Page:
Clio Barnard: The Arbor
Although Clio Barnard’s new film The Arbor chronicles the rough-and-tumble life of celebrated British playwright Andrea Dunbar (Rita, Sue and Bob Too), an alcoholic who died from a brain hemorrhage at age 29, it is anything but conventional in its aims and methodology. Shot in and around Brafferton Arbor, a street on the Buttershaw Estate in Bradford, Yorkshire, where Dunbar lived and worked while raising her three children, The Arbor reconstructs the late writer’s gritty milieu through the testimony of her eldest daughter Lorraine and other family members, whose words are lip-synched by professional actors in evocative set-designed environments. Barnard, an installation artist and filmmaker who used the technique previously for a 1998 short film called Random Acts of Intimacy, also cuts in scenes from Dunbar’s heavily autobiographical play The Arbor, performed outdoors by a mix of actors and estate residents, as well as bits of archive.
Though embraced by the establishment (she was the subject of a 1980 BBC documentary while still in her teens) and hailed as a working-class genius by Max Stafford-Clark, artistic director of London’s Royal Court Theatre (where her plays were produced), Dunbar’s life was troubled by addiction and abusive men, circumstances revisited in Robin Soans’ 2000 play A State Affair. In her new film, which incorporates a monologue from Soans’ work, Barnard allows Lorraine, a former heroin addict now in prison for manslaughter, to unwind her own painful story of neglect and racism (she is half Pakistani), playing her reflections and memories off those of Andrea’s other daughter Lisa, who had a different father and a less tortured existence after her mother’s sudden death. Such intimate reflections, unerringly lip-synched by Barnard’s dedicated performers, add yet another emotional valence to the Dunbar family saga, while her unusually compelling formal technique heightens the tension between truth and fiction, artifice and realism, that her subjects’ conflicting recollections only partially evoke. The Arbor, which debuted at the 2010 Tribeca Film Festival, takes the concept of verbatim theater into the realm of cinema, drawing our attention to the constructed nature of dramatized reality on-screen. It’s remarkably effective storytelling, and equally impressive as a hybrid film pointing the way forward for documentary.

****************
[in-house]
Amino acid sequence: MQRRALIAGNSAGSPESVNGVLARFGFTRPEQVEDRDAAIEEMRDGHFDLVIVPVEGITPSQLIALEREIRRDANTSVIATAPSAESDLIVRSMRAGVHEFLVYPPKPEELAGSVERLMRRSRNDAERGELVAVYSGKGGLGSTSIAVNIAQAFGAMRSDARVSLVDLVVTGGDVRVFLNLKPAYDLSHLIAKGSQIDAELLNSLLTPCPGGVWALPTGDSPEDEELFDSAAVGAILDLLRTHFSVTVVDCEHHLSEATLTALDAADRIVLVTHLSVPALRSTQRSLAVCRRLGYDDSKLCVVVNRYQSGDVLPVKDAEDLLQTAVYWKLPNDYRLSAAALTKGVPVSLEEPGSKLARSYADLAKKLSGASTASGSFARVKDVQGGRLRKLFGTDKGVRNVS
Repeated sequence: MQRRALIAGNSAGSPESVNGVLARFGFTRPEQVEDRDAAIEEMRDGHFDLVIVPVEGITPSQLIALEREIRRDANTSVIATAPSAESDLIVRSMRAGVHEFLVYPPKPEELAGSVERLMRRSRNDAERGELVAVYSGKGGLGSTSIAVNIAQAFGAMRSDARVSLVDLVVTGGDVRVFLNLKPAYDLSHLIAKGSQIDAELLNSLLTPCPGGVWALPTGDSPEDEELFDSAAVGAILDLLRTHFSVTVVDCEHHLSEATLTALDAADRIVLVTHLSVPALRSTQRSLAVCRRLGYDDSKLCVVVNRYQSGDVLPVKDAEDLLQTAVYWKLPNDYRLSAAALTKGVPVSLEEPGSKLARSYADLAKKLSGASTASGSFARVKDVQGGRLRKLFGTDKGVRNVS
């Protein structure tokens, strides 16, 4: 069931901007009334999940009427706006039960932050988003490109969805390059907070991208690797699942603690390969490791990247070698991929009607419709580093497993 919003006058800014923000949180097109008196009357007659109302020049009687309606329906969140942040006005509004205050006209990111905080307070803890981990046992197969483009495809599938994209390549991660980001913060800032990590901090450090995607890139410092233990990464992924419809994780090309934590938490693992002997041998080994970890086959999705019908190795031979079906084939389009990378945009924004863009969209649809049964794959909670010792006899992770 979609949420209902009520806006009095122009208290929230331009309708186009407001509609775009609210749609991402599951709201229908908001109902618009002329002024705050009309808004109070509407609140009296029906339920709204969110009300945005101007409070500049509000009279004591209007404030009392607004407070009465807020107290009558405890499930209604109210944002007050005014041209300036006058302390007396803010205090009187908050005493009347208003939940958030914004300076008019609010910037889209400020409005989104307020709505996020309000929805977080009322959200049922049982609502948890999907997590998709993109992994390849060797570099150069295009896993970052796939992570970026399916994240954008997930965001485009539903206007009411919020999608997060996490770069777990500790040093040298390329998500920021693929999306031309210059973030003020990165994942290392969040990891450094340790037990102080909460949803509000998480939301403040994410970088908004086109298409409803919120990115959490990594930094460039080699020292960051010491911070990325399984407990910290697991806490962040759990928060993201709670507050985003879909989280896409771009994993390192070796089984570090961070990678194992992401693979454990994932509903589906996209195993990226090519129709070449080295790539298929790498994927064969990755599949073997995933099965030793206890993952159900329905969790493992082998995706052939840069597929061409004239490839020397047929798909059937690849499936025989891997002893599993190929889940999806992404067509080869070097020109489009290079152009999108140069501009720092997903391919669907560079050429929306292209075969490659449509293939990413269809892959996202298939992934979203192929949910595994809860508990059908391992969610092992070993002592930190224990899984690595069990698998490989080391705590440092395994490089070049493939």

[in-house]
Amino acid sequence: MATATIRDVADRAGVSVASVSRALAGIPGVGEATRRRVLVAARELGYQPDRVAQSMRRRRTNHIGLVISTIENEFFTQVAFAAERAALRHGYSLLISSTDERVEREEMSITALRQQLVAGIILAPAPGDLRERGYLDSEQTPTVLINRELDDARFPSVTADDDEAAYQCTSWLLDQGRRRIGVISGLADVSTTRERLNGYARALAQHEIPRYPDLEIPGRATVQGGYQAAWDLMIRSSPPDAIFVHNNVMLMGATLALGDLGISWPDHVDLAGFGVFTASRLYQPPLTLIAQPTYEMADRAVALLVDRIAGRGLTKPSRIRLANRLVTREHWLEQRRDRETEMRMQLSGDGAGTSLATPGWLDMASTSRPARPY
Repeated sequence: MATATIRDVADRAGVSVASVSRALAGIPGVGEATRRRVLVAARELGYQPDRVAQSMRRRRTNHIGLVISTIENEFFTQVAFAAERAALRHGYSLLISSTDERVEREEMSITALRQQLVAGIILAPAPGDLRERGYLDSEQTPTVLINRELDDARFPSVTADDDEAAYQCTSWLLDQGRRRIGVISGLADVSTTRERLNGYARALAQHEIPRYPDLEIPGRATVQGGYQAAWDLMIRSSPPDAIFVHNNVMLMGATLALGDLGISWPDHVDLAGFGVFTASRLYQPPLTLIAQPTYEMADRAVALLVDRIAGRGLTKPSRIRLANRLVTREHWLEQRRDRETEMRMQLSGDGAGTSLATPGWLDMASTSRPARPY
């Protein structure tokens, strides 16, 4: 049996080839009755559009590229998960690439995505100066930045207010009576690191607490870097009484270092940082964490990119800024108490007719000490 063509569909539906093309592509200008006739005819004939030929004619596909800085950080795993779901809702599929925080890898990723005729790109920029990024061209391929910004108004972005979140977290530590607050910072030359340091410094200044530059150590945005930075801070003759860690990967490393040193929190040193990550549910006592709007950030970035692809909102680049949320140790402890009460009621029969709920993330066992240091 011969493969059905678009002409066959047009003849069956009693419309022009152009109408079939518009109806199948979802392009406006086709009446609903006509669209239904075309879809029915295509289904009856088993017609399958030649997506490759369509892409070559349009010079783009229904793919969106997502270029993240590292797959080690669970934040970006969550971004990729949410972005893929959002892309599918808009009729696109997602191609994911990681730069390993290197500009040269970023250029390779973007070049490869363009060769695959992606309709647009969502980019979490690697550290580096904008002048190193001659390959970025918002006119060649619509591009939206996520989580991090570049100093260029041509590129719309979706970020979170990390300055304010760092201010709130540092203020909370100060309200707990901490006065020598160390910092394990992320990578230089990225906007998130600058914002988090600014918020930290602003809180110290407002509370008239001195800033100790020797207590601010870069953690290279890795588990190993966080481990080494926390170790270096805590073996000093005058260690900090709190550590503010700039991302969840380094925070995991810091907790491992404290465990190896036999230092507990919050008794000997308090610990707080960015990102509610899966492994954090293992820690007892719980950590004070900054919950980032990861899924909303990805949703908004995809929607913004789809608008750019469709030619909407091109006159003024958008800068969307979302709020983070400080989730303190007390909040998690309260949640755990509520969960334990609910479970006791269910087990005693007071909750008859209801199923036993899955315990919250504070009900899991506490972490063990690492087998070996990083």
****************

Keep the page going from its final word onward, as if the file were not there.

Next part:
Filmmaker sat down with Barnard to talk about truth and artifice, the logistics of reenactment, and the power of memory.
Filmmaker: It’s fascinating to think about all the layers you’ve worked into The Arbor, and how logistically complicated that structure is. How did you arrive at this approach for telling Andrea Dunbar’s story?
Barnard: I knew Andrea Dunbar’s work through Alan Clarke’s film adaptation of Rita, Sue and Bob Too. I’m not really a theater person, so I didn’t know her plays. But I was in a bookshop and I saw a copy of Rita, Sue and Bob Too, and it had been reprinted with Robin Soans’ A State Affair. Also, I had made a film in 1998 that had used the lip-synch technique, and I was really interested in the idea of documentary theater, that if you apply that technique to film it makes you aware of the illusion and the artificiality. I liked this idea, which was [longtime Royal Court Theatre director] Max Stafford-Clark’s really, of revisiting Brafferton Arbor a decade after Andrea’s death to see what had changed there. I wanted to go back a third time but reflect on previous representations of the estate. I was interested in the idea of the authentic — this aspiration to close the gap between reality and representation, [which is] an impossible aspiration. I didn’t set out to make a film about Andrea Dunbar, but that’s what emerged through talking to [her daughter] Lorraine.